You and I both know, Dear Reader, that I really wouldn’t exchange this for anything in the world. I wouldn’t be who I am without these two boys. Their challenges keep me interesting, our struggles keep me growing, their triumphs bring me joy. I would be a diminished version of myself without them. I’m blessed. I’m lucky. I’m unworthy.

So I knit. I knit in prayer and in gratitude. I knit in fear and anxiety, and I knit in joy and elation. I knit wishing that I could give more, that I could alleviate my friends’ pain, take off the burden of their anxieties. I knit because I love them, and I’m so proud of them. I am astounded by their bravery: to open their home and their hearts to a child in the way that they are is something I’ve never considered and I don’t know if I’m capable of doing. They humble me in a way that few others have.

And though I don’t have much to give, I know that I can give this. Something to wrap their most precious child in, something to give him warmth and strength in the days ahead. On Thursday, I’m taking it to my pastor to have him pray over it and give it a small blessing. Just one more way to send my love from here to there, because I can’t do much, but I can do this.

Because I love my friends and their new child, and I’m grateful, beyond measure, for my two precious blessings.

In the face of great humility, I hope that you choose reflection and action, Dear Reader. In these summers days of abundant food, drink and company, I hope that you choose stillness and really listen to a story. If you have time, or talent, or money, I hope that you choose to give a bit of it to another person, in joy, prayer, or simply because you can. I wish you the opportunity to perform a service before the weekend fades away. In the hours in between, I wish you a cool breeze and sunny blue skies. I wish you fresh crisp vegetables and a hot grill to roast them on. I wish you a soft hand to hold, sweet kisses on your cheeks, and laughter in your ears. I wish you the knowledge that you are admired and honored by someone, somewhere, and that your actions are watched and emulated by others. I wish you the wisdom of knowing that what you do on a daily basis means something, especially when you do it selflessly, reverently, with love and even joy. And, as always, I wish you the joy of knowing that you are profoundly loved, and that you are forever worthy of that love.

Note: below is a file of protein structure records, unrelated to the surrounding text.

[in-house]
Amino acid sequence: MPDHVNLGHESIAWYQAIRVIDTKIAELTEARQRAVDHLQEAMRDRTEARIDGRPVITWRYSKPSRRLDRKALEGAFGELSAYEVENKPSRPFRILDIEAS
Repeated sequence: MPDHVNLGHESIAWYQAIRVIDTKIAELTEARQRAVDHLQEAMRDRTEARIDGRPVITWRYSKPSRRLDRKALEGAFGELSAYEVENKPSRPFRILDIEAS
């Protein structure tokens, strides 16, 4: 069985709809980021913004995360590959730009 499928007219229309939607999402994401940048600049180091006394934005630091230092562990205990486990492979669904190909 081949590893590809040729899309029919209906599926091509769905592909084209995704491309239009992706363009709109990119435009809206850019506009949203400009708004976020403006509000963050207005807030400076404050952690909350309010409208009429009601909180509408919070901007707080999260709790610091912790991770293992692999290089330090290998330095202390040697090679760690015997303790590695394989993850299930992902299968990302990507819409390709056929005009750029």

Until Monday, Dear Reader, take care.

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6 thoughts on “[Quiet Thoughts] What Their Child Means to Me

    • Thank you! As hard as it is to shake the feeling that “big things” are what matters, I am continuing to learn the lessons of the impact of these small, personal gestures and how much they mean to people. I hope this is that special little thing that brings them comfort during the lonely times…

    • You’ve made my whole day! I love your blog and I am a huge fan of your writing, so this is a high compliment indeed!

      And thank you for your prayers. I know that my friends are being uplifted near and far. I know that they will be ok because so many hands and hearts are open for them.

  1. Simple my arse. That looks wikkid hahd. But I can’t run a vacuum without injury, so…

    Don’t knock your “whining” ; it’s a psychological necessity that will
    always be a positive to the lives of you and your family. You’re a mother; you naturally will have demons to exorcise 🙂

    Many well wishes for your friends and that little boy. My dear friend from high school and her husband finally ended their waiting game, and got to adopt two of the cutest buggers ever. Good call with the knitted gift. Good luck with the water bill (yeah I know, Im behind and catching up with you backwards 🙂